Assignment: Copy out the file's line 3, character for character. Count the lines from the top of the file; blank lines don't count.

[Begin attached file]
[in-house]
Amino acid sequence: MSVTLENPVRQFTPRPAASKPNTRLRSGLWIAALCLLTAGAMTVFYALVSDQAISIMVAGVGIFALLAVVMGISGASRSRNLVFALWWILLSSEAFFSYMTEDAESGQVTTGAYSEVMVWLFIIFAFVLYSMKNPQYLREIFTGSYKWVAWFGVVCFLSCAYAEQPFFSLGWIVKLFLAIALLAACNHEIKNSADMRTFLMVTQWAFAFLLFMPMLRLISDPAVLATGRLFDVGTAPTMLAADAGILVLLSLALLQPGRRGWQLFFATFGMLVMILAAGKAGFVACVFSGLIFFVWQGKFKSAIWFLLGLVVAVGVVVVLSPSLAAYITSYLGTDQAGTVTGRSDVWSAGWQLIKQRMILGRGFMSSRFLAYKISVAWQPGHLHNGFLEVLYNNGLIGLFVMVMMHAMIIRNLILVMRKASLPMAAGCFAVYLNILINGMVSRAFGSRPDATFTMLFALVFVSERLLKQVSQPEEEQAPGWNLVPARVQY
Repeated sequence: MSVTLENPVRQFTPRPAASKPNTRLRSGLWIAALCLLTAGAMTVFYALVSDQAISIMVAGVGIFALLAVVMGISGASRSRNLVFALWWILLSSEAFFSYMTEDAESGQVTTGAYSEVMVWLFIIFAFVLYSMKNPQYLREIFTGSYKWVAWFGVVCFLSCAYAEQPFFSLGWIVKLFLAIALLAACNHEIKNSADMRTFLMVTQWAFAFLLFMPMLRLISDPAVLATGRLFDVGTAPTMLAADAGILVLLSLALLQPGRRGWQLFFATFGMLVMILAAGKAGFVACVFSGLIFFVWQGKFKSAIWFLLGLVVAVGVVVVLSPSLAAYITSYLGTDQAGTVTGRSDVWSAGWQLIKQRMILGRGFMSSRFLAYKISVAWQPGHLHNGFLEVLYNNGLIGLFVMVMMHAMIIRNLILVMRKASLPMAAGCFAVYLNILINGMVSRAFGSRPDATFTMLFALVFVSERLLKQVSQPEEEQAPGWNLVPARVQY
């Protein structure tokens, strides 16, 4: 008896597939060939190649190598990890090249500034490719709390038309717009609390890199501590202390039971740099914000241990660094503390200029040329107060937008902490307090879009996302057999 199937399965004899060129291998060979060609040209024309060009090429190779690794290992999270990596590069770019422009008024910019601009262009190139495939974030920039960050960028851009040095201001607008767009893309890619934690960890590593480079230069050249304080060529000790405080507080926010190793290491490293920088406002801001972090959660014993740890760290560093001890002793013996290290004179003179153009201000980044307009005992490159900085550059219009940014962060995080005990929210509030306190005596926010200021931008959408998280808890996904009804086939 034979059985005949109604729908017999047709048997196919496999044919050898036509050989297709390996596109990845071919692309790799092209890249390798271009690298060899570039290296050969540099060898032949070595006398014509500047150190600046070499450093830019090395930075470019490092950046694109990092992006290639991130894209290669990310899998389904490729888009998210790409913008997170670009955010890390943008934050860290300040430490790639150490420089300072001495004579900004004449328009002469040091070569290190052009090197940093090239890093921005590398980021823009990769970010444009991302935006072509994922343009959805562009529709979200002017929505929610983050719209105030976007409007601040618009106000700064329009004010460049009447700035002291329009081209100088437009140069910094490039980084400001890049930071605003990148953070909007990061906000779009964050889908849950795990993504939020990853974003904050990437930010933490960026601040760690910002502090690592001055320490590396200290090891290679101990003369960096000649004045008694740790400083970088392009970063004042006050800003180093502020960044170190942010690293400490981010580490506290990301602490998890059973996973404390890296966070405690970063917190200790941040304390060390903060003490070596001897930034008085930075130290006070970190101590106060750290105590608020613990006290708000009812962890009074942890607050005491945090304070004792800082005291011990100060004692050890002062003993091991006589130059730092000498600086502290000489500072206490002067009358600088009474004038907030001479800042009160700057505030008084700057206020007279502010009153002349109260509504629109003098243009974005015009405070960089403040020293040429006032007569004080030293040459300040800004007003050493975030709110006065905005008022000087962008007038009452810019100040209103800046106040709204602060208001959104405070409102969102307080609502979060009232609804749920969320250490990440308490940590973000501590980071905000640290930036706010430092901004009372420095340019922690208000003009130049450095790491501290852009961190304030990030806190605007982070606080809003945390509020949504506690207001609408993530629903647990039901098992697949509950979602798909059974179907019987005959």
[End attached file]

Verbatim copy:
Repeated sequence: MSVTLENPVRQFTPRPAASKPNTRLRSGLWIAALCLLTAGAMTVFYALVSDQAISIMVAGVGIFALLAVVMGISGASRSRNLVFALWWILLSSEAFFSYMTEDAESGQVTTGAYSEVMVWLFIIFAFVLYSMKNPQYLREIFTGSYKWVAWFGVVCFLSCAYAEQPFFSLGWIVKLFLAIALLAACNHEIKNSADMRTFLMVTQWAFAFLLFMPMLRLISDPAVLATGRLFDVGTAPTMLAADAGILVLLSLALLQPGRRGWQLFFATFGMLVMILAAGKAGFVACVFSGLIFFVWQGKFKSAIWFLLGLVVAVGVVVVLSPSLAAYITSYLGTDQAGTVTGRSDVWSAGWQLIKQRMILGRGFMSSRFLAYKISVAWQPGHLHNGFLEVLYNNGLIGLFVMVMMHAMIIRNLILVMRKASLPMAAGCFAVYLNILINGMVSRAFGSRPDATFTMLFALVFVSERLLKQVSQPEEEQAPGWNLVPARVQY